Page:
I get that we, as humans, are somewhat confined in our thinking; limited to our own experiences, we struggle to understand others, only partially succeeding when we can find some personal parallel with which to compare and contrast. I get that thinking outside your head is really damn hard. But it never fails to horrify me when I see cases like this – when someone is so blind to their own bias that they assume their feelings to be some kind of axiomatic law of nature. Like their own skull is an echo chamber.

    Makes me feel claustrophobic just thinking about it.

    • Headless Unicorn Guy

      Oh, Paul. He doesn’t have a personal experience with god, he doesn’t come to some divine epiphany, he doesn’t even feel like there’s more to the world than materialist atheist science can explain. He converts because the bible is just automagically the truthiest thing in existence.

      Remember, BB: This is a CHRISTIAN (TM) Novel. And “the bible is just automagically the truthiest thing in existence” is one of the tropes — no, the core axiom — of Conventional CHRISTIAN(TM) Fiction. The purpose of this book (like so many others) is to Reassure the reader that They Are Right.

      Another trope of Conventional CHRISTIAN(TM) Fiction is the Conversion Scene usually comes at the end of the book, AKA The Altar Call Ending. Would it be too much to hope that Jenkins ends the book at this point?

  2. RedwoodRhiadra

    So he reflects on his life, realizes he’s a bad person, feels massive guilt, gets “saved”, and based on what I’ve heard of the rest of the book, changes his behavior not one iota (except for maybe stopping cheating on Jae). He still lies, is selfish, and kills people – but Jesus lets him do so without guilt.

    I guess that’s what Jesus is good for – enabling sociopathy.

    • hidden_urchin

      If our protagonists from “Left Behind” are anything to go by then that is an accurate assessment.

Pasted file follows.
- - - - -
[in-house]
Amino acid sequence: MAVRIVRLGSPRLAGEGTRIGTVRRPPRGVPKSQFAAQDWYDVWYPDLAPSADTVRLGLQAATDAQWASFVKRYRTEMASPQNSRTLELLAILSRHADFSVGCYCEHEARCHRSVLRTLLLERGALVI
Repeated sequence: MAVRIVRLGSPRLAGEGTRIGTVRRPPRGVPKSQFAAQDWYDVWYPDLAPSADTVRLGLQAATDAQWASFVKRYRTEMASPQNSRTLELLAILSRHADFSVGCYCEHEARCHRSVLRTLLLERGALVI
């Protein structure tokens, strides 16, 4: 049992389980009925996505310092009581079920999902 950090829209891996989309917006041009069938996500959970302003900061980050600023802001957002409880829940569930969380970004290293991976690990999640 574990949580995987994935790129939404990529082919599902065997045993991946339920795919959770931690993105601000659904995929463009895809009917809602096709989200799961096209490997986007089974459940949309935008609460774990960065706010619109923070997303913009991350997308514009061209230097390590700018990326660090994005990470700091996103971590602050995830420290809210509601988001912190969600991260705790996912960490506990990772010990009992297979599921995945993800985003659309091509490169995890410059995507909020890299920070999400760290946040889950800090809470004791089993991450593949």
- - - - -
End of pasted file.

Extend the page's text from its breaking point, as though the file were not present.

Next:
• Headless Unicorn Guy

        There is only one type of Conversion Experience in Conventional CHRISTIAN (TM) Fiction.

        “There Can Be Only One…”

  3. If Paul had been listening to Harry Potter books when the storm started, he’d be praying to Dumbledore right now.

  4. Inquisitive Raven

    Y’know, for someone so obsessed with logistics, Jenkins is remarkably bad at it. Every winter flights get cancelled due to weather during major snowstorms. They get cancelled in the summer too due to things like tornadoes and hurricanes. Heck, I think they get cancelled for sufficiently severe thunderstorms.

    And I’ve been on a flight that got diverted. Well, first it sat for an over hour on the tarmac at a scheduled intermediate stop while we waited for the weather to clear at the flight’s final destination. Then after the plane finally got in the air, we got diverted to this podunk airport in BFN Missouri, well, okay not completely BFN; there’s a major U of MO campus in the town where we landed, but it’s hardly St. Louis or KC. By the time I go where I was going about four hours late, the next flight from my starting point had already arrived. My dad went to meet the wrong plane.

    • Headless Unicorn Guy

      This is the same Jerry Jenkins that had cruise ships on the Jordan River and three-hour slogs East-to-West across Manhattan Island. This despite entire chapters dedicated to over-the-phone idiot conversations about logistics.

  5. I guess that when Paul read the Bible academically he tried to work our what it actually meant, as opposed to feeling it with his newly-RTC gut (I’m sure Atheistopian medicine has a cure for that).

    The RTC feels bad for his sins because Jesus died for them. The rational person feels bad for his misdeeds because he has done harm to people.

    “Was it possible he could die?” Oh, I wish.

    I think this conversion counts, at the very least, as an oath given under duress…

    • Headless Unicorn Guy

      “Was it possible he could die?” Oh, I wish.

      Firedrake, I think you’re touching on one of the problems with RTC-ism in general. It’s not about Christ inviting us into the Kingdom of God. It’s not about “that you might have Life, and have it more Abundantly.” It’s not about Death being defeated at the Resurrection.

      It’s all about selling Fire Insurance.

      Say the Magick Words and get your Get-Out-of-Hell-Free card.

      That’s it.

      And a 2000-year-old spiritual tradiion — the core spirituality of Western Civilization — becomes nothing more than selling Fire Insurance.

    • The RTC feels bad for his sins because Jesus died for them. The rational person feels bad for his misdeeds because he has done harm to people.